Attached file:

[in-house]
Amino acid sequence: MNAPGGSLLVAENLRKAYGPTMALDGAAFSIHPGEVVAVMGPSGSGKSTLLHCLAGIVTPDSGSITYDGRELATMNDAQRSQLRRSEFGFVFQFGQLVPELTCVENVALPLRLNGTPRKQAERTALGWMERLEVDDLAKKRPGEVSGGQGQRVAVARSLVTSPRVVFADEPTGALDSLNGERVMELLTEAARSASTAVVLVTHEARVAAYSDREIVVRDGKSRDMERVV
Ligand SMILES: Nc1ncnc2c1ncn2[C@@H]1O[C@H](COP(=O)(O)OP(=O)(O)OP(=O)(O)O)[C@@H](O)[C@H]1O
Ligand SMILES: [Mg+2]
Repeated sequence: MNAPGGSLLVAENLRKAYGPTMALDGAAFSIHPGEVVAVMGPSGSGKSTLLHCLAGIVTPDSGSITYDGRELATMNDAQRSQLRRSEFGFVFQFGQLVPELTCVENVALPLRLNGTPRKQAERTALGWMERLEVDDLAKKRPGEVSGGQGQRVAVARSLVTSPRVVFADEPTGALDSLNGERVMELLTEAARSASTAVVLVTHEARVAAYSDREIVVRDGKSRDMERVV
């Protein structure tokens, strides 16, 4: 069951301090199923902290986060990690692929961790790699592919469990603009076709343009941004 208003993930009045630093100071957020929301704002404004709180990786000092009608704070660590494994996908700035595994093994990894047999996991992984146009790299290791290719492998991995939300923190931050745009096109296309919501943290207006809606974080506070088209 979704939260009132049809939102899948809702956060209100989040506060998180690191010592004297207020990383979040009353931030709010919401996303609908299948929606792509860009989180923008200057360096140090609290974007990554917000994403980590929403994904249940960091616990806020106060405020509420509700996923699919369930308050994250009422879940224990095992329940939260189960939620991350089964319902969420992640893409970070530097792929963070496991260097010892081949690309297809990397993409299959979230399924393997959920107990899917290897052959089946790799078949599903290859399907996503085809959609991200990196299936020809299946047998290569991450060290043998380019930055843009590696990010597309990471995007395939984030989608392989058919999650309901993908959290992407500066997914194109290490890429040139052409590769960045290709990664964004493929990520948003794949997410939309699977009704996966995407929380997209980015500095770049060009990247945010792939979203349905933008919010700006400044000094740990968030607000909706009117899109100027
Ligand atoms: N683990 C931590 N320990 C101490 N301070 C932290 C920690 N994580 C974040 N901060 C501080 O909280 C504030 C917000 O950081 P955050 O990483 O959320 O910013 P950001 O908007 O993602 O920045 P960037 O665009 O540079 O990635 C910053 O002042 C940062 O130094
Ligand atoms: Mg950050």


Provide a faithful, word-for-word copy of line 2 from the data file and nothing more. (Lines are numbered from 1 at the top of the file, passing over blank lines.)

Amino acid sequence: MNAPGGSLLVAENLRKAYGPTMALDGAAFSIHPGEVVAVMGPSGSGKSTLLHCLAGIVTPDSGSITYDGRELATMNDAQRSQLRRSEFGFVFQFGQLVPELTCVENVALPLRLNGTPRKQAERTALGWMERLEVDDLAKKRPGEVSGGQGQRVAVARSLVTSPRVVFADEPTGALDSLNGERVMELLTEAARSASTAVVLVTHEARVAAYSDREIVVRDGKSRDMERVV